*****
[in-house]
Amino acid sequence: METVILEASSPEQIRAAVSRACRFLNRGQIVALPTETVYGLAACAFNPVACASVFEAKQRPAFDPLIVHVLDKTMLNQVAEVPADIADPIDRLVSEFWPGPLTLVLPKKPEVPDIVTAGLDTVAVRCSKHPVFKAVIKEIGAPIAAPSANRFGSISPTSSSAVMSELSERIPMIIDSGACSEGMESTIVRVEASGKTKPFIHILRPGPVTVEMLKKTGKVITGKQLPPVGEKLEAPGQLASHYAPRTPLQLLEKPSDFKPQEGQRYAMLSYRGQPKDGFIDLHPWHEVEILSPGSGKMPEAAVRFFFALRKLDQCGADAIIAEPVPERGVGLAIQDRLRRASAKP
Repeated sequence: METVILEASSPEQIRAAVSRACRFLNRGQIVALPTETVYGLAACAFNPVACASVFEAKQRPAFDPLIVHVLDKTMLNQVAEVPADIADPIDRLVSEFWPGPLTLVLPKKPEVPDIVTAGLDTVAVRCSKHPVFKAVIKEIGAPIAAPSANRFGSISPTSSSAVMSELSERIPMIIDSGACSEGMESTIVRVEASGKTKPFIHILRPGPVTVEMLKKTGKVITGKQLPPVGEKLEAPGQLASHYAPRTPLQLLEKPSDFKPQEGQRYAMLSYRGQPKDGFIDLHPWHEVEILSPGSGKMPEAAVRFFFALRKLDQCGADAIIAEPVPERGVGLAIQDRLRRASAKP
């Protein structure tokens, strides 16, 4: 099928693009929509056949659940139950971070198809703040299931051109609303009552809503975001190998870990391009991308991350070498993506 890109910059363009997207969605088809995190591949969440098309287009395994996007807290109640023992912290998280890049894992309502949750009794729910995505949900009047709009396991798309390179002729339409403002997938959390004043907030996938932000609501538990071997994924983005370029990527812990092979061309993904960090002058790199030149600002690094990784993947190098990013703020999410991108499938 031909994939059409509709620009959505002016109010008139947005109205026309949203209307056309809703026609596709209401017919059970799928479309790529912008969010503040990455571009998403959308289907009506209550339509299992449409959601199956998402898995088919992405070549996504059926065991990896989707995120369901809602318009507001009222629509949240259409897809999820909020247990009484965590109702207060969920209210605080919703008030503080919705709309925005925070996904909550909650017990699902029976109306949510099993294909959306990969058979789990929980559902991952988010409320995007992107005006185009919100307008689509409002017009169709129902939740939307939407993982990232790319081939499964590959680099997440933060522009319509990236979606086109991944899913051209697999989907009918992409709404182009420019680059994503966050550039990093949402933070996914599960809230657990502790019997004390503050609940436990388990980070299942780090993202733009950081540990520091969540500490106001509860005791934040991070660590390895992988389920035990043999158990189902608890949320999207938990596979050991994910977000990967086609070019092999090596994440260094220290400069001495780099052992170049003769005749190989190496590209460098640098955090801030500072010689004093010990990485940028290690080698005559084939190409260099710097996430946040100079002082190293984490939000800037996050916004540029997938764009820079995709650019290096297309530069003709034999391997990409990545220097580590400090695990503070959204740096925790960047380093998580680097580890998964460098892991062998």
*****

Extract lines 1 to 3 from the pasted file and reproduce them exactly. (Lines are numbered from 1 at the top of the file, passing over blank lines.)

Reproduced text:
[in-house]
Amino acid sequence: METVILEASSPEQIRAAVSRACRFLNRGQIVALPTETVYGLAACAFNPVACASVFEAKQRPAFDPLIVHVLDKTMLNQVAEVPADIADPIDRLVSEFWPGPLTLVLPKKPEVPDIVTAGLDTVAVRCSKHPVFKAVIKEIGAPIAAPSANRFGSISPTSSSAVMSELSERIPMIIDSGACSEGMESTIVRVEASGKTKPFIHILRPGPVTVEMLKKTGKVITGKQLPPVGEKLEAPGQLASHYAPRTPLQLLEKPSDFKPQEGQRYAMLSYRGQPKDGFIDLHPWHEVEILSPGSGKMPEAAVRFFFALRKLDQCGADAIIAEPVPERGVGLAIQDRLRRASAKP
Repeated sequence: METVILEASSPEQIRAAVSRACRFLNRGQIVALPTETVYGLAACAFNPVACASVFEAKQRPAFDPLIVHVLDKTMLNQVAEVPADIADPIDRLVSEFWPGPLTLVLPKKPEVPDIVTAGLDTVAVRCSKHPVFKAVIKEIGAPIAAPSANRFGSISPTSSSAVMSELSERIPMIIDSGACSEGMESTIVRVEASGKTKPFIHILRPGPVTVEMLKKTGKVITGKQLPPVGEKLEAPGQLASHYAPRTPLQLLEKPSDFKPQEGQRYAMLSYRGQPKDGFIDLHPWHEVEILSPGSGKMPEAAVRFFFALRKLDQCGADAIIAEPVPERGVGLAIQDRLRRASAKP